Also something I always wanted to know, was if you put a G3 or even G4 upgrade card in an 8600, can I still make it run Mac OS9 or would I have to use OSX (especially with the G4)?
Yes, mine has a G4 in it. Yes, you can still run OS 9 without a problem. OS 7 and 8 will fuss a bit and need to be modified for it to run, but it will though without the cache being enabled.
 

Theclamshell

macrumors 68030
Mar 2, 2009
2,741
1
I brought one of these from the trash once, back in 08 I believe. Brought it back after being too intimidated by it to do anything to it. (Hey, I was 13). Now I wish I would have stashed it away somewhere.
 

AmestrisXServe

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Feb 6, 2014
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My personal favourite all-in-one systems are the SE, SE/30, Colour Classic II, and Mac TV (as it is the Darth Vader Mac).

All of these had very slick designs, and the SE and SE/30 were my daily workhorses for many years. The Colour Classic II would have been better if Apple used an 040, or a faster (50Mhz) 030 option, but Apple never used the fast 030 chips, although it was possible to better it via the from the PDA socket. Did I have anything in there? I don't remember; but possible a //e card, and possibly a Presto card, later on. (I never cared for the curved face though, and would have loved an SE/30 with a colour CRT.)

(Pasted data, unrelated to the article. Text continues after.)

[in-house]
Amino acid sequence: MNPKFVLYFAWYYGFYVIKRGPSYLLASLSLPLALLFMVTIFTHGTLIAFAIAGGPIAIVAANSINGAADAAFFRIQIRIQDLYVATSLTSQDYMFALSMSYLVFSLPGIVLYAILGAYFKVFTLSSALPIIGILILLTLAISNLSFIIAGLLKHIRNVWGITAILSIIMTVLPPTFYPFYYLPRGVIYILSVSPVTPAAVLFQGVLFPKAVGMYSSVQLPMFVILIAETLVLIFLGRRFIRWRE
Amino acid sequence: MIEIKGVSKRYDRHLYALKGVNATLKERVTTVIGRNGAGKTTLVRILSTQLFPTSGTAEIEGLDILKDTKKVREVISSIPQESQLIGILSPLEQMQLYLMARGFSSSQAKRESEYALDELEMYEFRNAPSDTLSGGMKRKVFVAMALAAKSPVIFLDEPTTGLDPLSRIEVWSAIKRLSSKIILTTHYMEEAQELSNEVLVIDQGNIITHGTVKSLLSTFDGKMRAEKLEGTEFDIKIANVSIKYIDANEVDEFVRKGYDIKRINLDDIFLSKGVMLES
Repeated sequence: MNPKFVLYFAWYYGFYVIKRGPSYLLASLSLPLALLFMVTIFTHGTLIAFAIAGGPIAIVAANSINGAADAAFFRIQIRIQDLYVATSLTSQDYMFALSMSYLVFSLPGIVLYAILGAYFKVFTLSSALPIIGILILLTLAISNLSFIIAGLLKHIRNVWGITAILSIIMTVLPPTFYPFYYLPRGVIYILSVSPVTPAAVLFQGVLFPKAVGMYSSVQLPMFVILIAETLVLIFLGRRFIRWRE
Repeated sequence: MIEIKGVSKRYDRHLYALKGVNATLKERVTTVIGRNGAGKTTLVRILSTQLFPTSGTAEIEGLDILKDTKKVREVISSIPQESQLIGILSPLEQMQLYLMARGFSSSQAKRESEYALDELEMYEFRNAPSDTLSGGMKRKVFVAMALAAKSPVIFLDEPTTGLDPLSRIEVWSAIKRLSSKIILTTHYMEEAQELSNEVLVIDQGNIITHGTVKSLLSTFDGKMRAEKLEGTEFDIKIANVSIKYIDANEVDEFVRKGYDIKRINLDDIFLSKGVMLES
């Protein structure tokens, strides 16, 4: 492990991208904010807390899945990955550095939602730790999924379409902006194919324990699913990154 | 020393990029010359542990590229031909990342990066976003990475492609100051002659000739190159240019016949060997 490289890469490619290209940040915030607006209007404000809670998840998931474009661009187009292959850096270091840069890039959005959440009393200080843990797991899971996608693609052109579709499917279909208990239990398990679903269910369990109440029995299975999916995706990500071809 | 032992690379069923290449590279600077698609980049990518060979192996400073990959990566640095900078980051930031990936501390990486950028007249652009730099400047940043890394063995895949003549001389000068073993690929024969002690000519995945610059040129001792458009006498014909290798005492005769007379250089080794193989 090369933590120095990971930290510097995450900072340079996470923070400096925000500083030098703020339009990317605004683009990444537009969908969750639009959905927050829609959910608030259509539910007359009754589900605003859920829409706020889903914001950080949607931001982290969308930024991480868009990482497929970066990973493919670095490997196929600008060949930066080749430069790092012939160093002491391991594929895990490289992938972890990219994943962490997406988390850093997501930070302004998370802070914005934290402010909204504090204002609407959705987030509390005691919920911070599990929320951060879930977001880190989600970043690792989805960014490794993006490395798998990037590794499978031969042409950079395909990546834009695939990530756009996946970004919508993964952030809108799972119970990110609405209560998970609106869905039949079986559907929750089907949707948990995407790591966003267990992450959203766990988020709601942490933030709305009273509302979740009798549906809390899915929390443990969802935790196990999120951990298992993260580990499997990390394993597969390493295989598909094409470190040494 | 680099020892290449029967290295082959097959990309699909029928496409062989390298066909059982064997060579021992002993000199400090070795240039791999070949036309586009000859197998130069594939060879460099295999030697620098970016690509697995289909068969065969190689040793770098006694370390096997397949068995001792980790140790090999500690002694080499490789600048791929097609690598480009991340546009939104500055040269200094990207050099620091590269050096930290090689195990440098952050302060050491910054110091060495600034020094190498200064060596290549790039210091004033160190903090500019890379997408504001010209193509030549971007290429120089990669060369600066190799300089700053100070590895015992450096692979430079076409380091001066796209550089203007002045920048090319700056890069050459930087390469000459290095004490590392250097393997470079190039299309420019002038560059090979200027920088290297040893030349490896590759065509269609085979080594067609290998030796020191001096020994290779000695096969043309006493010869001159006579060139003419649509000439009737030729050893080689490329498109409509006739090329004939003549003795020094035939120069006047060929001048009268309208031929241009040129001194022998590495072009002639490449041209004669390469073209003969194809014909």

I recall having something in the expansion slot on my SE and SE/30, but for the life of me, I don't recall what I had in each. It may have been an external video card in the SE.

What OS are you going to use on your G3?
 

tevion5

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Jul 12, 2011
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Yes, mine has a G4 in it. Yes, you can still run OS 9 without a problem. OS 7 and 8 will fuss a bit and need to be modified for it to run, but it will though without the cache being enabled.
Nice! Any ram requirements for the G4 card? I might pick one up for my 8600 because I imagine os 9 performance would be astronomical!
 

Intell

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Jan 24, 2010
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Nice! Any ram requirements for the G4 card? I might pick one up for my 8600 because I imagine OS 9 performance would be astronomical!
None that I know of. There are a few 400Mhz ones on eBay. I think there's a 800Mhz one as well for ~$120. They don't really reach their full potential because of the 8600's slow 50Mhz bus. On some of the cards you can overclock the bus a bit to be 55Mhz. Not much gain, but still better than 50Mhz.
 

zea mays

macrumors 6502a
Feb 10, 2007
536
129
Not much market for them. I sent mine back to Apple to recycle about a year ago. I loved that thing, though! I sold it to my parents to buy a tangerine iBook when they first came out. I loved that iBook, too! That one I still have!